We normally don’t take guest posts as the majority are straight advertorials. However we’ve made an exception with this post from Plunc as it is relevant to the transition to a sustainable world. Plunc, is one of Europe’s most trusted online recyclers for high end electronic items.
The Rise of Phone Recycling and How It Could Help The Electric Car Industry
With the rise of the technological age, it has become increasingly important to do your part in recycling e-waste. Cellphones especially are a big component of the epidemic. Every two years or so people go to upgrade their phones and either throw out the old one or leave it somewhere to collect dust and not properly dispose of it. They contain harmful parts that can pollute the surrounding environment if not taken care of properly. On a brighter note, they reduce the carbon footprint when recycled because it makes less emission than mining raw materials. Also, they contain precious metals that can be used for a plethora of other industries like electric cars.
Electric cars will be the vehicles of the future. They’re way more efficient than gas and when AI becomes more sophisticated it will be much easier to integrate. With the rise in sales of electric cars, materials like cobalt and lithium will be used heavily. Phone batteries are made out of the latter so it would be great to have a steady supply to recycle from. The price of lithium has risen considerably in only 5 short years and just like cell phone batteries, it is used in car batteries too.
It’s expected that car sales will jump by 13.5 million in 8 years and subsequently a staggering 81,000 tons of lithium will be in demand in only half that time period. In order to combat the cost of the price jump, recycling companies are taking the initiative to get as many resources as they can in order not to rely so heavily on mining. However, there is a shortage of lithium batteries to use.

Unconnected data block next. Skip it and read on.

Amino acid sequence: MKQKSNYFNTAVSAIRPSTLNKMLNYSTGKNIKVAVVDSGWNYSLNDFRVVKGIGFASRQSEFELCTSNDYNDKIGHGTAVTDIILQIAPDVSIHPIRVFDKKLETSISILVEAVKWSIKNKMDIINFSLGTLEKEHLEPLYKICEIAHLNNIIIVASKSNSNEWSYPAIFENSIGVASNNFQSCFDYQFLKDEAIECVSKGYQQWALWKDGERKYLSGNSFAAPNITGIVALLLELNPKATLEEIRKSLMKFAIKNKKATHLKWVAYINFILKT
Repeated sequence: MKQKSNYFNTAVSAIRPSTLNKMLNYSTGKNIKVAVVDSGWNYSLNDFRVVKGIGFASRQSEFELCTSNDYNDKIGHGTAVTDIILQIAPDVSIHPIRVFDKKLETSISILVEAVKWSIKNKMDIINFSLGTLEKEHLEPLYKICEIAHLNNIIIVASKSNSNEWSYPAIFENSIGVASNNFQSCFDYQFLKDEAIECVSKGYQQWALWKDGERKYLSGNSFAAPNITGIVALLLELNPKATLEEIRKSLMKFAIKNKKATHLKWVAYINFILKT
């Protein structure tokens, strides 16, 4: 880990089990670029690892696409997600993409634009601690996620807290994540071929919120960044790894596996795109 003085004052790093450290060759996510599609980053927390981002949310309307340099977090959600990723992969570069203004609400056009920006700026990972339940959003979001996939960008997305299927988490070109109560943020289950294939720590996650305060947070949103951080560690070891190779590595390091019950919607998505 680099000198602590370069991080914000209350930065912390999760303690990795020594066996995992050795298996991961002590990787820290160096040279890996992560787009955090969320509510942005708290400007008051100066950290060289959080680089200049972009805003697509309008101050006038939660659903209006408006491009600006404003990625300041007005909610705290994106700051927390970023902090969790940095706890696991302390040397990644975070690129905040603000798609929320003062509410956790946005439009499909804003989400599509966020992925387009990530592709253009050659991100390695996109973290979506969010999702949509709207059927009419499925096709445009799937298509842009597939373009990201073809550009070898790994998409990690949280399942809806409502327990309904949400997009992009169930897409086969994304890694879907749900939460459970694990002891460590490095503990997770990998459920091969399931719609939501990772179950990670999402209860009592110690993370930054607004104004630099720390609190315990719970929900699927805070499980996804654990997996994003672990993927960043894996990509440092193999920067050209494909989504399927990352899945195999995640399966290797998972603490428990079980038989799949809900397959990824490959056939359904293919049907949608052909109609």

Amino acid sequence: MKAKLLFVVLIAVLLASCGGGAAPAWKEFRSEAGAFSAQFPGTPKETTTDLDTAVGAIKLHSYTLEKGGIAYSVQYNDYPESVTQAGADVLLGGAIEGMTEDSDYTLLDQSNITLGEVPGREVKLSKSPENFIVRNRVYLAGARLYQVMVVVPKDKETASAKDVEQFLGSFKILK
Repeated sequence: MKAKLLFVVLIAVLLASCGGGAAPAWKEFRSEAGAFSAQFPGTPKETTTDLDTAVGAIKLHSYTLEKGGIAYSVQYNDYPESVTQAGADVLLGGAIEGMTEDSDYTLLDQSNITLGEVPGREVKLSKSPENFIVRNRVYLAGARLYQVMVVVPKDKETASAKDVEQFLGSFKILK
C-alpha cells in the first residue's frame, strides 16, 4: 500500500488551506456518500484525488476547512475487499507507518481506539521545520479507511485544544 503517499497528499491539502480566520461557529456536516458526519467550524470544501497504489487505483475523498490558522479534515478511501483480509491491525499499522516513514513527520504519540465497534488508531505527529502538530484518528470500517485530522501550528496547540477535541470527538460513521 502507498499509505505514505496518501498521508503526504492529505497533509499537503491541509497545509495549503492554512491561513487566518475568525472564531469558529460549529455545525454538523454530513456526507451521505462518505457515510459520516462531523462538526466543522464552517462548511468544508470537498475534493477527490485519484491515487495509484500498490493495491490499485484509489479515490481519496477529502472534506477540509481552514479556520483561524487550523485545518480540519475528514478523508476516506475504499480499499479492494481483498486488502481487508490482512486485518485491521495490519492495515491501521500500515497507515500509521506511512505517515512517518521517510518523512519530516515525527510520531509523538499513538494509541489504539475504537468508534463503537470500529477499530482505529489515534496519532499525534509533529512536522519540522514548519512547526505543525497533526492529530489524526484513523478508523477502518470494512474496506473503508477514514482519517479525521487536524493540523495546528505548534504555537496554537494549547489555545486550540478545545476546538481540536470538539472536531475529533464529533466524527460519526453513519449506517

Right now the economy isn’t there for most companies to justify their commercial costs because there isn’t a steady enough supply of batteries. Looking forward to the future, this will all change as the need for lithium will increase which means growth for these companies as well. On average, lithium batteries last about 10 years. Even after they no longer function at an optimal level, they can be used to store electricity for cars to use. It gives a buffer for still working batteries to wear out and is a frugal way to conserve energy.
Phone giant Samsung has partnered with an undisclosed recycling company in order to retrieve the necessary components from their phone batteries. Belgian company Umicore has also upped its capacity to prepare to the future requirements the company will need. The main focus right now is to create an incentive for people to recycle their phones consistently. So do your part by giving back your old phone which helps the environment substantially. The Democratic Republic of Congo supplies 60% of the world’s cobalt. But, due to infrastructure instability, a lot of entities are trying to stay away from relying on them too much which means that prices have to go up since the resource isn’t readily available.